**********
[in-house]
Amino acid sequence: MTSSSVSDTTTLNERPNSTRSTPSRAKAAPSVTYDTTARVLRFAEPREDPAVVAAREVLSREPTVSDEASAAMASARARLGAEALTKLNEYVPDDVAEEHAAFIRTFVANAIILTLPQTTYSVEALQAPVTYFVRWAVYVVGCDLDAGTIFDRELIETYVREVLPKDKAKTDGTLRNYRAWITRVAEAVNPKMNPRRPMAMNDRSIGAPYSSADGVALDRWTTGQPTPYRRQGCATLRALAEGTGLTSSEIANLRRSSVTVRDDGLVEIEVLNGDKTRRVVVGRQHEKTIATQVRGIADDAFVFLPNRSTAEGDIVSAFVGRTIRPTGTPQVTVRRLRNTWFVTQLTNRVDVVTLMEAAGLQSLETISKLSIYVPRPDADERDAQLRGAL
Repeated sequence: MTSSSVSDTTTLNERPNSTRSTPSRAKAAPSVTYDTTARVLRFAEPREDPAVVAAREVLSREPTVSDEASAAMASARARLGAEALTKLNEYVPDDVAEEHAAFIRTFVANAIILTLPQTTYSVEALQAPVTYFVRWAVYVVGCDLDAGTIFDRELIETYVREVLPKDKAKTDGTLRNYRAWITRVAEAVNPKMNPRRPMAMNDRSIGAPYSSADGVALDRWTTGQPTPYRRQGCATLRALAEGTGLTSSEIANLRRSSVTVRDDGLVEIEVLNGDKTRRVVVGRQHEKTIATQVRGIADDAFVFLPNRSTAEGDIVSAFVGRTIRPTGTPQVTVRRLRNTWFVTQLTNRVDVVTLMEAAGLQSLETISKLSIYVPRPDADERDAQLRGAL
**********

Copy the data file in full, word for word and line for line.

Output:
[in-house]
Amino acid sequence: MTSSSVSDTTTLNERPNSTRSTPSRAKAAPSVTYDTTARVLRFAEPREDPAVVAAREVLSREPTVSDEASAAMASARARLGAEALTKLNEYVPDDVAEEHAAFIRTFVANAIILTLPQTTYSVEALQAPVTYFVRWAVYVVGCDLDAGTIFDRELIETYVREVLPKDKAKTDGTLRNYRAWITRVAEAVNPKMNPRRPMAMNDRSIGAPYSSADGVALDRWTTGQPTPYRRQGCATLRALAEGTGLTSSEIANLRRSSVTVRDDGLVEIEVLNGDKTRRVVVGRQHEKTIATQVRGIADDAFVFLPNRSTAEGDIVSAFVGRTIRPTGTPQVTVRRLRNTWFVTQLTNRVDVVTLMEAAGLQSLETISKLSIYVPRPDADERDAQLRGAL
Repeated sequence: MTSSSVSDTTTLNERPNSTRSTPSRAKAAPSVTYDTTARVLRFAEPREDPAVVAAREVLSREPTVSDEASAAMASARARLGAEALTKLNEYVPDDVAEEHAAFIRTFVANAIILTLPQTTYSVEALQAPVTYFVRWAVYVVGCDLDAGTIFDRELIETYVREVLPKDKAKTDGTLRNYRAWITRVAEAVNPKMNPRRPMAMNDRSIGAPYSSADGVALDRWTTGQPTPYRRQGCATLRALAEGTGLTSSEIANLRRSSVTVRDDGLVEIEVLNGDKTRRVVVGRQHEKTIATQVRGIADDAFVFLPNRSTAEGDIVSAFVGRTIRPTGTPQVTVRRLRNTWFVTQLTNRVDVVTLMEAAGLQSLETISKLSIYVPRPDADERDAQLRGAL